In Paradise Square, Tony Nominee Joaquina Kalukango Tells A New Civil War Story
“[It’s] literally the same rhetoric we’re hearing now,” she says of the musical’s 1863 discourse.
In early 2021, Joaquina Kalukango’s agent emailed her with some news: The director Moisés Kaufman had sent her a Dropbox link with materials for a new musical titled Paradise Square, including an early script and some song demos. This is really fascinating, the actor thought upon reading the script, which traces the days before the New York City draft riots of 1863. She didn’t know anything about them. The director, who previously led The Laramie Project, also name-dropped his creative team, including choreographer Bill T. Jones. “These were legends, geniuses who I really wanted the opportunity to work with,” Kalukango tells Bustle. “I called him back and said, ‘Do you need to see an [audition] tape?’” Kaufman replied that the Dropbox link was, in fact, a direct offer, a first in her career.
In Paradise Square, Kalukango plays Nelly O’Brien, a dynamic Black woman who runs the Paradise Square saloon. To prepare for the role, the Atlanta native read seven books on the history of abolition in New York. “It was a safe haven for African Americans fleeing slavery,” says Kalukango, who’s best known for her Tony-nominated performance in Slave Play, HBO’s Lovecraft Country, and Amazon’s One Night in Miami. “That excited me.”
Last month, she earned her second Tony nomination for the new role.
Building Nelly required Kalukango to create a composite of a few historical women; however, “when you rehearse, you kind of forget it, it’s somewhere in your brain, [but] you can’t play facts,” says the 33-year-old, who trained at Juilliard. “On stage, your body has to play to hundreds or thousands of people, whereas with film, the camera is so intimate, so the slightest movement is going to be picked up [by it]. But in terms of how you develop character, that’s all the same.”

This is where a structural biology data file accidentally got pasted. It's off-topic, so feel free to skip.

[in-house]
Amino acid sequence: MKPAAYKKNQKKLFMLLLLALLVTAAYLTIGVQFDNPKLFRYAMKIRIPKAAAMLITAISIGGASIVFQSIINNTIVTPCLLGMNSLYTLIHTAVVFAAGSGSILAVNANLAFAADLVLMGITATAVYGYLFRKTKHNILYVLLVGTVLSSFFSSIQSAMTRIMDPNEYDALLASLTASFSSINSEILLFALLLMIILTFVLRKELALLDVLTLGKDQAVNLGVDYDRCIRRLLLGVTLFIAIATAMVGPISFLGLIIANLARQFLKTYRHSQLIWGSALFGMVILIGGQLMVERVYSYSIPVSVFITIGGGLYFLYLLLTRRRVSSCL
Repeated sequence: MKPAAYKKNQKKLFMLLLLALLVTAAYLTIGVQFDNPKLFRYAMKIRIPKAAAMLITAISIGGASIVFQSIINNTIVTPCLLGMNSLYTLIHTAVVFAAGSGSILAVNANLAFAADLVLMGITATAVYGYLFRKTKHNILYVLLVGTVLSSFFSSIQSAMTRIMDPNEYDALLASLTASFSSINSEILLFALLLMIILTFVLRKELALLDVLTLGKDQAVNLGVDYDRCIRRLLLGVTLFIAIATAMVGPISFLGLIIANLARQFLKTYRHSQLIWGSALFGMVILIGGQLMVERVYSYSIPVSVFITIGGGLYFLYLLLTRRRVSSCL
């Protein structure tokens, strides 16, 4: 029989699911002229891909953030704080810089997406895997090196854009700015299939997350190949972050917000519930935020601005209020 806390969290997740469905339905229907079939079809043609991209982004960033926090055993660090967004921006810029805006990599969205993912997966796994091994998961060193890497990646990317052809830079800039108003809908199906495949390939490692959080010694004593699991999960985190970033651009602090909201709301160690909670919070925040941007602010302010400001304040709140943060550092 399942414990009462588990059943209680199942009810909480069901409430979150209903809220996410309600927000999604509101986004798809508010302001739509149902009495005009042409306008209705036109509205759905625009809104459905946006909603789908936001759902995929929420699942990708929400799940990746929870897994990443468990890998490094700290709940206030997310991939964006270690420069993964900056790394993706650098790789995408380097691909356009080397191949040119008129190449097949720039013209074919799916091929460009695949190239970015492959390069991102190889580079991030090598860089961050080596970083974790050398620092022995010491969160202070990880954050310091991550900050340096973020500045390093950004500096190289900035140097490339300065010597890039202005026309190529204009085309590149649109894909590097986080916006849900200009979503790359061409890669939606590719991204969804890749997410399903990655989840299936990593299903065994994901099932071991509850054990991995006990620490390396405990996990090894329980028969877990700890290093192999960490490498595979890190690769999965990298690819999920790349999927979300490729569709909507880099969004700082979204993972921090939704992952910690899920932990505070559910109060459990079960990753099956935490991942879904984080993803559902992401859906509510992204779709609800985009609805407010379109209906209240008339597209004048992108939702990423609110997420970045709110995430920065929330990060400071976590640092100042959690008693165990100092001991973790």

The poignant moment every night is the second-act scene in which Nelly’s community turns on her, threatening to burn down her saloon. “So she stands out front and sings this blaring alarm to those people called ‘Let It Burn,’” says Kalukango. “To me, there are so many things that I can release in that moment. It speaks to so many things, like burning down systems of oppression, facing the fear of facing injustice. I think it provides the audience with this sense of urgency of courage to face your demons, to face the injustice in the world without fear.”
Just before she was offered a role in Paradise Square, Kalukango watched the Jan. 6 insurrection play out on her television screen. “The rhetoric of the [1863 draft riots], demonizing certain groups — ‘These people are taking your jobs, they’re taking your women, they’re going to take over the community’ — is literally the same rhetoric we’re hearing now,” Kalukango says. “That’s what intrigued me. We haven’t learned our lesson.”
Get to know more about Kalukango in her Bustle Booth questionnaire below.
In The Bustle Booth
What is your coffee order?
White chocolate mocha, with an extra pump.
What are the saved weather locations on your phone?
New York, Atlanta, and Vancouver.
What’s your sign?
Do you have a favorite overused movie quote?
“You have the emotional range of a teaspoon,” from Harry Potter.
What was your favorite cartoon as a kid?
The Proud Family.
What is the one musical or song you're currently obsessed with?
“Wait for It” from Hamilton.
Who is your celeb idol?
Viola Davis or Reese Witherspoon.
If you had to be on a reality TV show, which one would it be?
The Real Housewives of Atlanta.
Go-to karaoke song?
“You Oughta Know” by Alanis Morissette.
What is something that's inspiring you lately?
All the young people speaking out [about] their safety and what’s happening in our country right now. Their courage to be heard is really inspiring and moving.
What is something you would want people to say about you?
That she was kind.